Bullies and rule-breaking may have existed before the digital age, but at least it was all within plain view. As our kids become old enough for social media, the possibilities of what's happening behind all of those screens is simply terrifying. In the June 2014 issue of Vanity Fair, 65 percent of parents  said that they worry more about their kids surfing the Internet without supervision than they do about their riding or skateboarding without a helmet. And for good reason. Check out these seven trends happening on social media that every parent should be tuned into.
Source: Thinkstock 
It's had such dangerous repercussions that it's been blocked by Instagram, but the trend is alive and well on Twitter. Even more frightening? A quick search of #ThighGap resulted not only in girls sharing their scarily skinny selfies, but also news outlets promoting weight-loss stories on the topic. Mixed messages, much?
While it's intended for adult use, this is a good one for parents to have on their radar in case you overhear your kids talking about or attempting to download it. Formerly called Bang With Friends (really, need we say more?), the premise of Down  is for Facebook users to send private messages to friends within their network alerting them that they either want to "Get Date" or "Get Down" with them. Yikes.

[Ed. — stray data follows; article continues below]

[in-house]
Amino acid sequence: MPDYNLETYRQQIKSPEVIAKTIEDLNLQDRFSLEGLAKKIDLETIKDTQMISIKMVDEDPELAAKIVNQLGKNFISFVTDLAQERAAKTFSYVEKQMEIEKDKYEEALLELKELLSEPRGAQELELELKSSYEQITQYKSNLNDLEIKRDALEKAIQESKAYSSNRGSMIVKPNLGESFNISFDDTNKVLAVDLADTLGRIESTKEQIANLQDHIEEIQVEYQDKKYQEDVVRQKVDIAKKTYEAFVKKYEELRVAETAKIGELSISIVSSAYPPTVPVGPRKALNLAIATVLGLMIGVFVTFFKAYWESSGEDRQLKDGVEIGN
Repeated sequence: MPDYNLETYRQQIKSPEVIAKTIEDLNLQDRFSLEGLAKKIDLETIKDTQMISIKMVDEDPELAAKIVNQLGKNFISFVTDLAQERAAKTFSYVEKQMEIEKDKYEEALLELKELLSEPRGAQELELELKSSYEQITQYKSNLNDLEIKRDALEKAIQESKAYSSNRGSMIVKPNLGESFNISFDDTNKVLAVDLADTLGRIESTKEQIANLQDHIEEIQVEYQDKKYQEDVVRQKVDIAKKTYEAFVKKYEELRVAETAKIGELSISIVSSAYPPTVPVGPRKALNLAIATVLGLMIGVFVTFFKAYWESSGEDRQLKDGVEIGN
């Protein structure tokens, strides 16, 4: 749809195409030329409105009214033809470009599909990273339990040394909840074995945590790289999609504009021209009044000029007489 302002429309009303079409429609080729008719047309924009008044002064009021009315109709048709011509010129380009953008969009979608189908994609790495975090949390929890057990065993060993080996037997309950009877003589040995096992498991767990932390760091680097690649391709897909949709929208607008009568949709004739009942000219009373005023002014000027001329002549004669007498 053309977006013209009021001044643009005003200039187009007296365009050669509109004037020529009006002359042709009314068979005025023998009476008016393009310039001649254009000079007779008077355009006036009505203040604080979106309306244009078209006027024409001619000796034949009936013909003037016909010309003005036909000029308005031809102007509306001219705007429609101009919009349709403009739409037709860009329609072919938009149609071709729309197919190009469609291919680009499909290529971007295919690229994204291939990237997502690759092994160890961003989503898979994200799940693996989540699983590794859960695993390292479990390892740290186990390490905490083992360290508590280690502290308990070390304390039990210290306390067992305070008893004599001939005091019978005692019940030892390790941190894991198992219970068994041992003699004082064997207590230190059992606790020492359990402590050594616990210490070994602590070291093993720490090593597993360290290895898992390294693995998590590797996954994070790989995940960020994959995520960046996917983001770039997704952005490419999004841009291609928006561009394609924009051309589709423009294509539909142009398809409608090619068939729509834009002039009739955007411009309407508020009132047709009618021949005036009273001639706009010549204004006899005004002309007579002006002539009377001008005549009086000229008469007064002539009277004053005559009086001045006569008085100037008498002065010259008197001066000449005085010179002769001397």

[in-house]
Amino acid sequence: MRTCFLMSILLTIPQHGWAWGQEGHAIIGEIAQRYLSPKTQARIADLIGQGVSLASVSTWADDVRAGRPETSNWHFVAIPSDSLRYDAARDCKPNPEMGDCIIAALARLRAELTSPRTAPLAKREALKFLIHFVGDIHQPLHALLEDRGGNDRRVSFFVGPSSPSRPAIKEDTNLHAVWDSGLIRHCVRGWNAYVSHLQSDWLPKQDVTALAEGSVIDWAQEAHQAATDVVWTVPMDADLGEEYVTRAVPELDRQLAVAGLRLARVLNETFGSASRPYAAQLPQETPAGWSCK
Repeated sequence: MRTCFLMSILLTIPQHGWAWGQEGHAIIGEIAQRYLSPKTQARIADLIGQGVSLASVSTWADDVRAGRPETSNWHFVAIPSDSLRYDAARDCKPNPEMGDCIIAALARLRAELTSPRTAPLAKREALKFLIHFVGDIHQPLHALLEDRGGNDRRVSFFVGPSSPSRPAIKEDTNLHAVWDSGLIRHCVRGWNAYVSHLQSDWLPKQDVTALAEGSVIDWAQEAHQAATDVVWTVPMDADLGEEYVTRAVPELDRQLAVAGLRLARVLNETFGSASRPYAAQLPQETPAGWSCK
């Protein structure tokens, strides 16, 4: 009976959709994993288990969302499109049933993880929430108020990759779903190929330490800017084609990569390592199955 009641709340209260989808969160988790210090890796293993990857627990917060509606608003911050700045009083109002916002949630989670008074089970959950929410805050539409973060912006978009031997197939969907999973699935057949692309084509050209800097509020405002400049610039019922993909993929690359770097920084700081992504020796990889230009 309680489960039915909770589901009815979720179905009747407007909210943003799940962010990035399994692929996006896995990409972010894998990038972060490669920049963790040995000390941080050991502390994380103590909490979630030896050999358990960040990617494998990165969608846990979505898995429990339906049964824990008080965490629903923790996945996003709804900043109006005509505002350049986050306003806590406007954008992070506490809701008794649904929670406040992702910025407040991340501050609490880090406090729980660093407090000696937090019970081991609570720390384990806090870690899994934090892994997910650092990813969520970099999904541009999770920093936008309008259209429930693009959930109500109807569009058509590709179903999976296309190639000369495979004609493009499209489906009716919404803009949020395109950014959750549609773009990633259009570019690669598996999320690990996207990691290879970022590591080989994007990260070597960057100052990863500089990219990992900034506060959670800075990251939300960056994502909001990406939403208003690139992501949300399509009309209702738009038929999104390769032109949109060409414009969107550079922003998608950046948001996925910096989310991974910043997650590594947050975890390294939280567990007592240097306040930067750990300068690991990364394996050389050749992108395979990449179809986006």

The popular photo-share site Snapchat has two scary ramifications. First there's its intended use — to be able to share photos that disappear just seconds later, leaving parents without the ability to track what they're doing on the app. Secondly, your kids may think they're sharing pics that will only be seen by their recipients, but all their friends have to do is take a screenshot for the photo to be dispersed on the web.
Source: Snapchat 
The addiction that comes with reading complete strangers' deepest, darkest truths is understandable. But for impressionable tweens and teens, sites like PostSecret  and Whisper  can be dangerous confessional outlets and sources of inspiration for unhealthy and unsafe actions.
It's no surprise that Instagram and other photo-sharing sites serve as sounding boards for adolescents suffering from body image issues. Do a quick Instagram search for photos tagged with "#Frail," and you'll be appalled at what (mostly) girls are sharing. One photo included the comment "Still in my pajamas and still in bed but here's a belly check. Still fat," along with hashtags for "anorexia," "bones," and "bodycheck."
Whether it comes in the form of suggestive selfies or R-rated banter, the amount of sexual innuendo exchanged between high-school-age kids (and in some cases, even younger) would alarm and upset most parents.
A relatively new gossip app called Yik Yak  (free) allows users to anonymously post news, shout-outs, and jokes for people in a set radius to read. The scary side effect is users anonymously posting cruel comments about their peers — from calling a classmate a derogatory term to wishing them dead. Though the app is intended for people ages 17 and older, middle and high school students have found their way onto it and are using it to bully their peers. One student even took to New York Magazine to write about the effect the app has had on his classmates , saying it brought his high school to a halt.